You can manage Amazon’s Simple Storage Service (S3) cloud storage solution with help of the Amazon Web Services AWS Tools for PowerShell. In this post, I will introduce you to the cmdlets that allow you access S3.
To follow this guide, you will need an AWS account and access keys. The AWS Tools for PowerShell run on Windows XP or later and PowerShell 2.0 or later. If you want to try the AWS Tools for PowerShell Core, you must have PowerShell 5.1 or later installed.
In my last post, I explained how to install Docker and how to run containers. Today, we will walk through creating a Docker container using a Dockerfile.
A Dockerfile (no file extension) is a definition file that will build and run a container. That container can be a simple Microsoft IIS web application or Python/Flask application or a simple build/reporting service. A definition file helps us with our operational tasks, especially when we are building services or scripts for the repeatable tasks we face on a daily basis.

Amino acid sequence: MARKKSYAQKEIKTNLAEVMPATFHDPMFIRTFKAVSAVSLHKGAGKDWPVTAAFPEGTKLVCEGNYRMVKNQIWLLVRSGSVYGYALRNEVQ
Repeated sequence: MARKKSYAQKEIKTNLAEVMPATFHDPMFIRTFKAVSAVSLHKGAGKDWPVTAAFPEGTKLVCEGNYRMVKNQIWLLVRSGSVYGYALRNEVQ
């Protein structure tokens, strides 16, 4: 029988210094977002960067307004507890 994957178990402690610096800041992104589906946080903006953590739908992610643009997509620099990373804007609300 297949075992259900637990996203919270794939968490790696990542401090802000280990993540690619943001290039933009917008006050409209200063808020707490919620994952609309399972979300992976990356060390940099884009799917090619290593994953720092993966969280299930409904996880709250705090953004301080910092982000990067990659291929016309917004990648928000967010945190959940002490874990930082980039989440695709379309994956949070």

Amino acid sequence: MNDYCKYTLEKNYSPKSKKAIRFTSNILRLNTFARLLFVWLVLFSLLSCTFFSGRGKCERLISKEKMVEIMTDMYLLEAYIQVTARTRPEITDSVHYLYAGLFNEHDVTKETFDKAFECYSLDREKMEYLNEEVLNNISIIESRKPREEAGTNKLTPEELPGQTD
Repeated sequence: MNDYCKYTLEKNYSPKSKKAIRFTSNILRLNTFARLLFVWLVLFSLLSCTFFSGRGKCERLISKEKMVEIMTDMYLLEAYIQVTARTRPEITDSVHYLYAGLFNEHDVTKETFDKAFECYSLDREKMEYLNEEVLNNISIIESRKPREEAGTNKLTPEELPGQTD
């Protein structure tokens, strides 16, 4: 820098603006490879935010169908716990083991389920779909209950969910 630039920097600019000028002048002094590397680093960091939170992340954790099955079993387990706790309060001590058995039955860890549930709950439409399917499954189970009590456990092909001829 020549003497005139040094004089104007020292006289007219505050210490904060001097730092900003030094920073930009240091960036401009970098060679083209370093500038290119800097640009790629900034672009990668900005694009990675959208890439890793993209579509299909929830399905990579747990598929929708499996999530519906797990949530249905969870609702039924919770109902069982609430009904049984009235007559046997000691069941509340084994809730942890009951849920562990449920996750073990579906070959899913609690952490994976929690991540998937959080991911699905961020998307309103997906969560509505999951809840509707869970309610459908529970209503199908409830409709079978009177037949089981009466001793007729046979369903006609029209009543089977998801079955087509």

Docker is an operating-system level virtualization technology that allows you to isolate applications in so-called containers without the overhead of conventional virtual machines. In this post, you’ll learn how to install Docker on Windows and run your first containers.
Docker allows developers building a specific functionality (and all of its dependencies) into a small reproducible environment. This has evolved over time by enabling the ability to create small microservices that do one thing and do it well. I like to think of containers as a Windows Service installed without the need for the entire operating system.
Whether you are a pro with PowerShell or a beginner, PowerShell ISE snippets can speed up your scripting and assist when you are unsure of formatting.
Most IT professionals who work with PowerShell to build tools, scripts, or modules use the built-in PowerShell ISE (Integrated Scripting Environment) to build and debug their code.
In this post, I explain how to create a PowerShell function to process CSV data. This allows you to reuse your code whenever you are working with CSV files in PowerShell.
CSV (Comma-Separated Values) is used by almost every technology platform that we encounter. Manipulating this data can be cumbersome if you’re NOT an Excel wizard, but PowerShell can simplify this job. For example,